Data science news

The Art of Winning an Unfair Game” by Michael Lewis, the movie tells the story of how Beane single-handedly changed the face of base­ball us­ing data ana­lyt­ics 

In Bennett Miller’s Oscar nom­in­ated movie Moneyball (2011), Brad Pitt plays the real life char­ac­ter of Billy Beane, the gen­er­al man­ager of the Oakland Athletics, a strug­gling team in Major League Baseball (MLB) in the United States.

Based on the book, “Moneyball: The Art of Winning an Unfair Game” by Michael Lewis, the movie tells the story of how Beane single-handedly changed the face of base­ball us­ing data ana­lyt­ics in his quest for be­com­ing a suc­cess­ful team on a small budget, com­pet­ing again­st teams with massive payrolls such as the New York Yankees.

With the emer­gence of data min­ing and the field of ana­lyt­ics, known as “Big Data”, the vast amounts of stat­ist­ics that are col­lec­ted for each play­er, team, game, and sea­son are be­gin­ning to have new mean­ing that is bey­ond just a cu­mu­lat­ive meas­ure of an athlete’s or team’s per­form­ance. Data min­ing can be used by sports or­gan­isa­tions for stat­ist­ic­al ana­lys­is, pat­tern dis­cov­ery, as well as out­come pre­dic­tion, be­cause pat­terns in data are of­ten help­ful in fore­cast­ing fu­ture events.

In a pivotal scene from Moneyball, the char­ac­ter Peter Brand (Jonah Hill) says to Beane, “Baseball think­ing is me­di­ev­al. It’s stuck in the Dark Ages. I have a more sci­en­ti­fic view of the game.” And sci­ence is what made all the dif­fer­ence.

From the mail to McDonald’s, big data is all around us 

Big data helps mail your let­ters, it makes your bur­gers bet­ter, and it al­lows in­tel­li­gence agen­cies to piece to­geth­er dis­par­ate pieces of data in­to in­sights that might help them foil the next ter­ror­ist at­tack.

Big data early ad­op­ters were a hot top­ic March 12 at the Armed Forces Communications and Electronics Association’s second an­nu­al Big Data Technology Symposium, as speak­ers briefed an audi­ence of in­dustry and fed­er­al ex­ec­ut­ives on busi­nesses and agen­cies already mak­ing use of big data.

Noteworthy private sec­tor suc­cesses in­cluded:

  • McDonald’s us­ing vast amounts of op­er­a­tion­al data to auto­mate the in­spec­tion of its bur­ger buns, per­fect­ing “prop­er seed dis­tri­bu­tion and col­or”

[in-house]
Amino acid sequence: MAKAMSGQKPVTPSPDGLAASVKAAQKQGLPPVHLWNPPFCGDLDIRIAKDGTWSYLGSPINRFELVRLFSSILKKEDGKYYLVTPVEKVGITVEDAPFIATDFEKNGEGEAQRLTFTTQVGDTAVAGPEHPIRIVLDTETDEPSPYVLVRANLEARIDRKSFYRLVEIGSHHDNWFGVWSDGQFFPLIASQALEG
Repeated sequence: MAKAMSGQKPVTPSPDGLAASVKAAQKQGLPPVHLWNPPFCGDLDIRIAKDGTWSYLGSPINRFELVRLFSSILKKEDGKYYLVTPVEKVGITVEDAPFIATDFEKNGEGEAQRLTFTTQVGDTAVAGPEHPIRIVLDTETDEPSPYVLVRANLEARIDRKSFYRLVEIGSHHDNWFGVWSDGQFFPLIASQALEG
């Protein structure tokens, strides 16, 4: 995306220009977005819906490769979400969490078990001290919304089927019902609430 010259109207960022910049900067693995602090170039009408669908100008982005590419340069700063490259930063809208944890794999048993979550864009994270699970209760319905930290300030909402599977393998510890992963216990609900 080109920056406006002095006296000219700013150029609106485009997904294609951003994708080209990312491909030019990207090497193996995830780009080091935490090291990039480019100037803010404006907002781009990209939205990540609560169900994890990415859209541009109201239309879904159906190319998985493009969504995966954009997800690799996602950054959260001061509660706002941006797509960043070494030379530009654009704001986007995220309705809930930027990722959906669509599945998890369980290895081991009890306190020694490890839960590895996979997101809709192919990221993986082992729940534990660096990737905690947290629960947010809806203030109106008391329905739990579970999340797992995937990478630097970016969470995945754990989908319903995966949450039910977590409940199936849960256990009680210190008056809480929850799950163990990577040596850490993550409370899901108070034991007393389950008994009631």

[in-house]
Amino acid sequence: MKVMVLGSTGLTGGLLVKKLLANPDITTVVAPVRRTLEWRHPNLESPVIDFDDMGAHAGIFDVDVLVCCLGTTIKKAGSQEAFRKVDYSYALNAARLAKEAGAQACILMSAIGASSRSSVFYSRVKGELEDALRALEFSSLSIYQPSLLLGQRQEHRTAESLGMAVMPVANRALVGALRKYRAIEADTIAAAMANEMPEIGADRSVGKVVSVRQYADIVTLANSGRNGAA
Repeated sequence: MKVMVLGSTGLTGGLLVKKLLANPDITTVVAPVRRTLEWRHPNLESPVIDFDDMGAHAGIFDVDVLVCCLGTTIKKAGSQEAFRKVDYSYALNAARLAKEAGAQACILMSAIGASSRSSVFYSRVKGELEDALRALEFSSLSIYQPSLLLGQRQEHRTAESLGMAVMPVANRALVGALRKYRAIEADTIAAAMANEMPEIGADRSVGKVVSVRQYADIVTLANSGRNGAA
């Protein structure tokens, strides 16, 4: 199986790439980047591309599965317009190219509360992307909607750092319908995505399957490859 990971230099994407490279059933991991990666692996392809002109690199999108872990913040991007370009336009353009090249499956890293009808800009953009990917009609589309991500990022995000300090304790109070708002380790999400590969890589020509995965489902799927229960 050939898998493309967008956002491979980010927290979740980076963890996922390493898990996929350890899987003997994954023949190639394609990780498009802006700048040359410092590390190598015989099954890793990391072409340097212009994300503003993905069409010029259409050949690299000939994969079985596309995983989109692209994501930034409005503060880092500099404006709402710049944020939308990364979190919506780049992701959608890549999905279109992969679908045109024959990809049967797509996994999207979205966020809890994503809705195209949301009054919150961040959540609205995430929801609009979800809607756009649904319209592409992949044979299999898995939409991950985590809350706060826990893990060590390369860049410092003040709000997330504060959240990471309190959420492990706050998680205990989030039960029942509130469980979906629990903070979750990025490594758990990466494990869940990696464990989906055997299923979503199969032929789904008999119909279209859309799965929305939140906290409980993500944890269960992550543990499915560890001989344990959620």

• Healthcare pro­viders cre­at­ing mo­bile ap­plic­a­tions for doc­tors that in­clude pa­tient ge­net­ics, fam­ily his­tory, ref­er­ence data with com­par­is­ons to sim­il­ar pa­tients; and
  • Carpets that are sold with sensors that re­cord seni­or cit­izens’ every move­ment and at­tempt to de­tect ab­nor­mal­it­ies that could sig­nal a health is­sue.

Is health­care fi­nally ready for big data, ana­lyt­ics?

Healthcare or­gan­iz­a­tions and pro­viders are matur­ing in their abil­ity to use clin­ic­al in­tel­li­gence as a means to im­prove the care of pa­tients, the busi­ness of provid­ing care, and the pro­cess of re­port­ing clinically-relevant med­ic­al in­form­a­tion to pub­lic health agen­cies and oth­er or­gan­iz­a­tions charged with man­aging the health of whole pop­u­la­tions. “The prom­ise of mean­ing­ful use is that this data is go­ing to be avail­able for them to man­age care, im­prove qual­ity, and re­duce cost,” says John McInally, former CIO and cur­rent Partner of Healthcare Big Data and Analytics Group CSC, in an in­ter­view. 

Improving or­gan­isa­tion­al and na­tion­al se­cur­ity with big data

There are three main areas that big data can af­fect and im­prove se­cur­ity and in the com­ing years big data will have a big im­pact on se­cur­ity is­sues world­wide and the way se­cur­ity is man­aged and handled. Some will be lo­gic­al and oth­ers might be con­tro­ver­sial, but big data will for sure im­pact the way we look at se­cur­ity.

1)Organisational se­cur­ity
Employees’ Security
Prevention of Fraudulent ac­tions by cus­tom­ers
Prevention of or­gan­iz­a­tions be­ing hacked

2)Public Safety

3)National se­cur­ity

Big data in­vest­ments ramp, says Gartner

Forty two per­cent of tech­no­logy lead­ers are in­vest­ing in big data pro­jects or plan­ning to spend with­in the next year, ac­cord­ing to a Gartner sur­vey.

The up­shot is that 2013 will see big data pi­lots in 2012 go pro­duc­tion. As those use cases pro­lif­er­ate by ver­tic­al, more com­pan­ies will hop on the band­wag­on.

Gartner noted that most com­pan­ies are in the early stages of big data ad­op­tion. Many pro­jects are re­volving around rev­en­ue and busi­ness op­por­tun­it­ies that can’t be solved via tra­di­tion­al data sources.

According to Gartner, 20 per­cent of glob­al 100 com­pan­ies will have a fo­cus on in­form­a­tion in­fra­struc­ture com­par­able to ap­plic­a­tion man­age­ment.

Leave a Reply